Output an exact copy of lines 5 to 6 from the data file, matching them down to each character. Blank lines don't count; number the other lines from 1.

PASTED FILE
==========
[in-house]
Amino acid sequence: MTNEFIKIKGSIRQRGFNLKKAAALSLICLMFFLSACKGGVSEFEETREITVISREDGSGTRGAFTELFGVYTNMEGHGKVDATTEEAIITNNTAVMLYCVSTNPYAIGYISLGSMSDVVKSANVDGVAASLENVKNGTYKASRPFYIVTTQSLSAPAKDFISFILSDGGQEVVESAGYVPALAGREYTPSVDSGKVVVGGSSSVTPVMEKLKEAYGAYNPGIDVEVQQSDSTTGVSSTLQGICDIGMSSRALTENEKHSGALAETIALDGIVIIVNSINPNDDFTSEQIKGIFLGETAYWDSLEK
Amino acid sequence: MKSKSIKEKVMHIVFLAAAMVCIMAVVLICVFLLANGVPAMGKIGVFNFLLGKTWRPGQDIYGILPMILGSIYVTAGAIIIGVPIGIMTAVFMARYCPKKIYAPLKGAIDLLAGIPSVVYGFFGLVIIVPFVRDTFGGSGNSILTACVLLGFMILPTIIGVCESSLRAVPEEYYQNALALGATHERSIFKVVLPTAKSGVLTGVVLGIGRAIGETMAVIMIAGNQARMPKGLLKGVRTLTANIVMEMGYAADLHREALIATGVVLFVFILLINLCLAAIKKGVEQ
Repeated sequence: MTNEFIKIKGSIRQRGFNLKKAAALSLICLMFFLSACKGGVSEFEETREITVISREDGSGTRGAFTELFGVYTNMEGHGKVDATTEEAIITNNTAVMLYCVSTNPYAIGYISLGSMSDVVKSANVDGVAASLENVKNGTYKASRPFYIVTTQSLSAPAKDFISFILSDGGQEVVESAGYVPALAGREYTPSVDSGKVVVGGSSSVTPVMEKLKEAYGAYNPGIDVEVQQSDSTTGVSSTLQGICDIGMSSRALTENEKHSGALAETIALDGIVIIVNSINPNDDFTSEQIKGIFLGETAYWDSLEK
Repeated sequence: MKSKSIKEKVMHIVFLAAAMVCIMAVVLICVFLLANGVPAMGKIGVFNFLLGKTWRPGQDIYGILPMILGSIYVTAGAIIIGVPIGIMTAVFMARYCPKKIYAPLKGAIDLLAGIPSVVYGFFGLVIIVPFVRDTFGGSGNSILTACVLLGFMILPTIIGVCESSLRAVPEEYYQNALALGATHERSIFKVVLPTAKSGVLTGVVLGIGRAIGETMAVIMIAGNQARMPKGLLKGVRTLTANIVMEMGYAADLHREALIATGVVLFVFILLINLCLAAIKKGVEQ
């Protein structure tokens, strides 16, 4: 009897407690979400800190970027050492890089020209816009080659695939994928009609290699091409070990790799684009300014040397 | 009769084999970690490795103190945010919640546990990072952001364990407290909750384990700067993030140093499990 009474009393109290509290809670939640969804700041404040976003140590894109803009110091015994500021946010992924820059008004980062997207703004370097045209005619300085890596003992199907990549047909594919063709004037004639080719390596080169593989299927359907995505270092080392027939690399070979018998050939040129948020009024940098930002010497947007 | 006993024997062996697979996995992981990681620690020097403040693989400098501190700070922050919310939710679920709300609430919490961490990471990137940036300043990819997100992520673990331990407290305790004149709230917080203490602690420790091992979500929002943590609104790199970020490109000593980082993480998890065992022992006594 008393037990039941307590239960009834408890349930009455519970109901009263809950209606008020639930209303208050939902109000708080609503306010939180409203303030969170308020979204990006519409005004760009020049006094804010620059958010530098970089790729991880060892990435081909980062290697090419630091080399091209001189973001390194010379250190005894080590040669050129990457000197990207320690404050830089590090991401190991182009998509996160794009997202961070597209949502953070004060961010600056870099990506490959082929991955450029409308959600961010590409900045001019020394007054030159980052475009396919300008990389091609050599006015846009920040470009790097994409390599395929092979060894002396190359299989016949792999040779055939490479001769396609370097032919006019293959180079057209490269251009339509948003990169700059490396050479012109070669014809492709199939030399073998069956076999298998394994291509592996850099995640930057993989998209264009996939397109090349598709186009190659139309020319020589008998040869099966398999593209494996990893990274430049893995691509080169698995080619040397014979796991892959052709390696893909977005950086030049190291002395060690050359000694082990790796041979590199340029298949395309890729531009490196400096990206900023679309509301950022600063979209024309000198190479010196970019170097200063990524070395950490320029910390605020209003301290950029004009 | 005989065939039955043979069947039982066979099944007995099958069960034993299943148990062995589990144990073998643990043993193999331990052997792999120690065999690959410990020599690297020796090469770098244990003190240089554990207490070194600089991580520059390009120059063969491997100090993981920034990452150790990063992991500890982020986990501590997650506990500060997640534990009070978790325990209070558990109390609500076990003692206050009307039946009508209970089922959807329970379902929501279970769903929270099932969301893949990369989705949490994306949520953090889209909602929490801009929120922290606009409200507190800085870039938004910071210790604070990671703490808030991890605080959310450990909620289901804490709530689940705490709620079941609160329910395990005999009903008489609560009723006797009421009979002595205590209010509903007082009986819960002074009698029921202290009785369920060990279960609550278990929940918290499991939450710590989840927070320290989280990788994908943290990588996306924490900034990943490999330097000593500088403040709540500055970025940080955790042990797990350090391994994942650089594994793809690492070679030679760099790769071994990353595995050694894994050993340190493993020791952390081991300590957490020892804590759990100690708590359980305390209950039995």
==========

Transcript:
Repeated sequence: MKSKSIKEKVMHIVFLAAAMVCIMAVVLICVFLLANGVPAMGKIGVFNFLLGKTWRPGQDIYGILPMILGSIYVTAGAIIIGVPIGIMTAVFMARYCPKKIYAPLKGAIDLLAGIPSVVYGFFGLVIIVPFVRDTFGGSGNSILTACVLLGFMILPTIIGVCESSLRAVPEEYYQNALALGATHERSIFKVVLPTAKSGVLTGVVLGIGRAIGETMAVIMIAGNQARMPKGLLKGVRTLTANIVMEMGYAADLHREALIATGVVLFVFILLINLCLAAIKKGVEQ
């Protein structure tokens, strides 16, 4: 009897407690979400800190970027050492890089020209816009080659695939994928009609290699091409070990790799684009300014040397 | 009769084999970690490795103190945010919640546990990072952001364990407290909750384990700067993030140093499990 009474009393109290509290809670939640969804700041404040976003140590894109803009110091015994500021946010992924820059008004980062997207703004370097045209005619300085890596003992199907990549047909594919063709004037004639080719390596080169593989299927359907995505270092080392027939690399070979018998050939040129948020009024940098930002010497947007 | 006993024997062996697979996995992981990681620690020097403040693989400098501190700070922050919310939710679920709300609430919490961490990471990137940036300043990819997100992520673990331990407290305790004149709230917080203490602690420790091992979500929002943590609104790199970020490109000593980082993480998890065992022992006594 008393037990039941307590239960009834408890349930009455519970109901009263809950209606008020639930209303208050939902109000708080609503306010939180409203303030969170308020979204990006519409005004760009020049006094804010620059958010530098970089790729991880060892990435081909980062290697090419630091080399091209001189973001390194010379250190005894080590040669050129990457000197990207320690404050830089590090991401190991182009998509996160794009997202961070597209949502953070004060961010600056870099990506490959082929991955450029409308959600961010590409900045001019020394007054030159980052475009396919300008990389091609050599006015846009920040470009790097994409390599395929092979060894002396190359299989016949792999040779055939490479001769396609370097032919006019293959180079057209490269251009339509948003990169700059490396050479012109070669014809492709199939030399073998069956076999298998394994291509592996850099995640930057993989998209264009996939397109090349598709186009190659139309020319020589008998040869099966398999593209494996990893990274430049893995691509080169698995080619040397014979796991892959052709390696893909977005950086030049190291002395060690050359000694082990790796041979590199340029298949395309890729531009490196400096990206900023679309509301950022600063979209024309000198190479010196970019170097200063990524070395950490320029910390605020209003301290950029004009 | 005989065939039955043979069947039982066979099944007995099958069960034993299943148990062995589990144990073998643990043993193999331990052997792999120690065999690959410990020599690297020796090469770098244990003190240089554990207490070194600089991580520059390009120059063969491997100090993981920034990452150790990063992991500890982020986990501590997650506990500060997640534990009070978790325990209070558990109390609500076990003692206050009307039946009508209970089922959807329970379902929501279970769903929270099932969301893949990369989705949490994306949520953090889209909602929490801009929120922290606009409200507190800085870039938004910071210790604070990671703490808030991890605080959310450990909620289901804490709530689940705490709620079941609160329910395990005999009903008489609560009723006797009421009979002595205590209010509903007082009986819960002074009698029921202290009785369920060990279960609550278990929940918290499991939450710590989840927070320290989280990788994908943290990588996306924490900034990943490999330097000593500088403040709540500055970025940080955790042990797990350090391994994942650089594994793809690492070679030679760099790769071994990353595995050694894994050993340190493993020791952390081991300590957490020892804590759990100690708590359980305390209950039995």